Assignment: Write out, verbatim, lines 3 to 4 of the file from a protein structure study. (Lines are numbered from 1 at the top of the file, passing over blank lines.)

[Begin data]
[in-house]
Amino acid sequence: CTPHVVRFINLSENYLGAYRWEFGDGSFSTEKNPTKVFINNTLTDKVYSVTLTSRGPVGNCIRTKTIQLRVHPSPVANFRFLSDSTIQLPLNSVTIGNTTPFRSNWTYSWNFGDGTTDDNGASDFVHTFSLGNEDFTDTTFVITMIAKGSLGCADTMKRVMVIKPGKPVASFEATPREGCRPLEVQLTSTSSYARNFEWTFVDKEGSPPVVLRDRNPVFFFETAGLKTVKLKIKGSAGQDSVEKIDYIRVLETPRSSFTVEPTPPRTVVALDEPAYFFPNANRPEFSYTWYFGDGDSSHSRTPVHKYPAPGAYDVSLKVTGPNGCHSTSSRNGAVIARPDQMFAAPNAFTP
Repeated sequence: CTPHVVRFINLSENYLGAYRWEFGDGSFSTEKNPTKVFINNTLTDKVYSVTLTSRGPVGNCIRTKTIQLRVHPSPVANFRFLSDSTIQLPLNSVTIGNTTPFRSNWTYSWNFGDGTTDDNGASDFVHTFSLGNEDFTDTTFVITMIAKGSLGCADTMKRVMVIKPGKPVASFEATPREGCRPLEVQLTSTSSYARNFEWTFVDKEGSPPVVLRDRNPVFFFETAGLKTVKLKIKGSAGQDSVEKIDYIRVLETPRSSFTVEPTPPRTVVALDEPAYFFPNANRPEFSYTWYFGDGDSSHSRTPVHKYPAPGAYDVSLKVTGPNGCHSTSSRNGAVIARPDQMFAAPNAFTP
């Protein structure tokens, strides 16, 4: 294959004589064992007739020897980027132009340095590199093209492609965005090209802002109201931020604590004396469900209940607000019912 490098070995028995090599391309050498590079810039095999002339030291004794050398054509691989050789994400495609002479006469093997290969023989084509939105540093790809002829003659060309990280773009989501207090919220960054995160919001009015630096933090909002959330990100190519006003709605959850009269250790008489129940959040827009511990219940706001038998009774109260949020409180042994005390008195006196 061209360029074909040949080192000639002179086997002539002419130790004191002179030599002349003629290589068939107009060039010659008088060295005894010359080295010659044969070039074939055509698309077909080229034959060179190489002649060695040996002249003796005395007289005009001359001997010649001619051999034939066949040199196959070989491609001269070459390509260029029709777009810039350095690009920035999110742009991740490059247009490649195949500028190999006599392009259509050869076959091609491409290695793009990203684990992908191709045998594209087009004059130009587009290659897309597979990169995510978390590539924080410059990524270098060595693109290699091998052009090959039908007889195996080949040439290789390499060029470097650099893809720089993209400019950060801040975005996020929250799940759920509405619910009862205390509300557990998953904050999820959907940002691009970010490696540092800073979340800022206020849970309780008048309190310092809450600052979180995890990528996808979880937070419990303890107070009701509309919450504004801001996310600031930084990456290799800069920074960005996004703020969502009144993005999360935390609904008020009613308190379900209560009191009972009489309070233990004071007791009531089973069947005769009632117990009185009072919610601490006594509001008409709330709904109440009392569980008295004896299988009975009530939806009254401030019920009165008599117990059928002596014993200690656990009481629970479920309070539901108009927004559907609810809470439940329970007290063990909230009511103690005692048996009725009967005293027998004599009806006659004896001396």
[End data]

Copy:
Repeated sequence: CTPHVVRFINLSENYLGAYRWEFGDGSFSTEKNPTKVFINNTLTDKVYSVTLTSRGPVGNCIRTKTIQLRVHPSPVANFRFLSDSTIQLPLNSVTIGNTTPFRSNWTYSWNFGDGTTDDNGASDFVHTFSLGNEDFTDTTFVITMIAKGSLGCADTMKRVMVIKPGKPVASFEATPREGCRPLEVQLTSTSSYARNFEWTFVDKEGSPPVVLRDRNPVFFFETAGLKTVKLKIKGSAGQDSVEKIDYIRVLETPRSSFTVEPTPPRTVVALDEPAYFFPNANRPEFSYTWYFGDGDSSHSRTPVHKYPAPGAYDVSLKVTGPNGCHSTSSRNGAVIARPDQMFAAPNAFTP
């Protein structure tokens, strides 16, 4: 294959004589064992007739020897980027132009340095590199093209492609965005090209802002109201931020604590004396469900209940607000019912 490098070995028995090599391309050498590079810039095999002339030291004794050398054509691989050789994400495609002479006469093997290969023989084509939105540093790809002829003659060309990280773009989501207090919220960054995160919001009015630096933090909002959330990100190519006003709605959850009269250790008489129940959040827009511990219940706001038998009774109260949020409180042994005390008195006196 061209360029074909040949080192000639002179086997002539002419130790004191002179030599002349003629290589068939107009060039010659008088060295005894010359080295010659044969070039074939055509698309077909080229034959060179190489002649060695040996002249003796005395007289005009001359001997010649001619051999034939066949040199196959070989491609001269070459390509260029029709777009810039350095690009920035999110742009991740490059247009490649195949500028190999006599392009259509050869076959091609491409290695793009990203684990992908191709045998594209087009004059130009587009290659897309597979990169995510978390590539924080410059990524270098060595693109290699091998052009090959039908007889195996080949040439290789390499060029470097650099893809720089993209400019950060801040975005996020929250799940759920509405619910009862205390509300557990998953904050999820959907940002691009970010490696540092800073979340800022206020849970309780008048309190310092809450600052979180995890990528996808979880937070419990303890107070009701509309919450504004801001996310600031930084990456290799800069920074960005996004703020969502009144993005999360935390609904008020009613308190379900209560009191009972009489309070233990004071007791009531089973069947005769009632117990009185009072919610601490006594509001008409709330709904109440009392569980008295004896299988009975009530939806009254401030019920009165008599117990059928002596014993200690656990009481629970479920309070539901108009927004559907609810809470439940329970007290063990909230009511103690005692048996009725009967005293027998004599009806006659004896001396």